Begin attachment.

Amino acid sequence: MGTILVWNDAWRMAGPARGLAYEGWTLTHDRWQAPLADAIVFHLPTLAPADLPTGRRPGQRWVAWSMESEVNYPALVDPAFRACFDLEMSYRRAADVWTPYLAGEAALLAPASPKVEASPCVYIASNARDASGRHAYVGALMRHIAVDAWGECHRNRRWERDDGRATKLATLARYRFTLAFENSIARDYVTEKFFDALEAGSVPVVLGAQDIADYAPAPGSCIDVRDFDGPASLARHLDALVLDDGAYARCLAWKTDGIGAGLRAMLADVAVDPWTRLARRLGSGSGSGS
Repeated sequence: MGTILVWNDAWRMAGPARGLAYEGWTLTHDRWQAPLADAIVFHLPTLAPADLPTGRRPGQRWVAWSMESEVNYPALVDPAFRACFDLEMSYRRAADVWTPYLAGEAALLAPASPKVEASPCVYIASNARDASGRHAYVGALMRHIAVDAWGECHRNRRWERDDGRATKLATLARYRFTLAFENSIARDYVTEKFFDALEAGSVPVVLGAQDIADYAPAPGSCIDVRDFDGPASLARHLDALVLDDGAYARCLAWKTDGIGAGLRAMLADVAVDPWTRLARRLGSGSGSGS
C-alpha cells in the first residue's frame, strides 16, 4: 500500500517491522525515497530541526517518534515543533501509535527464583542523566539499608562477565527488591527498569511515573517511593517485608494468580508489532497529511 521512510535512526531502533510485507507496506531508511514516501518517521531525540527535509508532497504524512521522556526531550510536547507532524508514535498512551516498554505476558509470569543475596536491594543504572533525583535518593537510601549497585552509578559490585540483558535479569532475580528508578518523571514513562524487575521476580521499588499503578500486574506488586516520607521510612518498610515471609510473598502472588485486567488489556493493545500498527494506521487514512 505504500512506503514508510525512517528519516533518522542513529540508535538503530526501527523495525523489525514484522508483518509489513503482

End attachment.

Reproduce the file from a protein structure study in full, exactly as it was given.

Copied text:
Amino acid sequence: MGTILVWNDAWRMAGPARGLAYEGWTLTHDRWQAPLADAIVFHLPTLAPADLPTGRRPGQRWVAWSMESEVNYPALVDPAFRACFDLEMSYRRAADVWTPYLAGEAALLAPASPKVEASPCVYIASNARDASGRHAYVGALMRHIAVDAWGECHRNRRWERDDGRATKLATLARYRFTLAFENSIARDYVTEKFFDALEAGSVPVVLGAQDIADYAPAPGSCIDVRDFDGPASLARHLDALVLDDGAYARCLAWKTDGIGAGLRAMLADVAVDPWTRLARRLGSGSGSGS
Repeated sequence: MGTILVWNDAWRMAGPARGLAYEGWTLTHDRWQAPLADAIVFHLPTLAPADLPTGRRPGQRWVAWSMESEVNYPALVDPAFRACFDLEMSYRRAADVWTPYLAGEAALLAPASPKVEASPCVYIASNARDASGRHAYVGALMRHIAVDAWGECHRNRRWERDDGRATKLATLARYRFTLAFENSIARDYVTEKFFDALEAGSVPVVLGAQDIADYAPAPGSCIDVRDFDGPASLARHLDALVLDDGAYARCLAWKTDGIGAGLRAMLADVAVDPWTRLARRLGSGSGSGS
C-alpha cells in the first residue's frame, strides 16, 4: 500500500517491522525515497530541526517518534515543533501509535527464583542523566539499608562477565527488591527498569511515573517511593517485608494468580508489532497529511 521512510535512526531502533510485507507496506531508511514516501518517521531525540527535509508532497504524512521522556526531550510536547507532524508514535498512551516498554505476558509470569543475596536491594543504572533525583535518593537510601549497585552509578559490585540483558535479569532475580528508578518523571514513562524487575521476580521499588499503578500486574506488586516520607521510612518498610515471609510473598502472588485486567488489556493493545500498527494506521487514512 505504500512506503514508510525512517528519516533518522542513529540508535538503530526501527523495525523489525514484522508483518509489513503482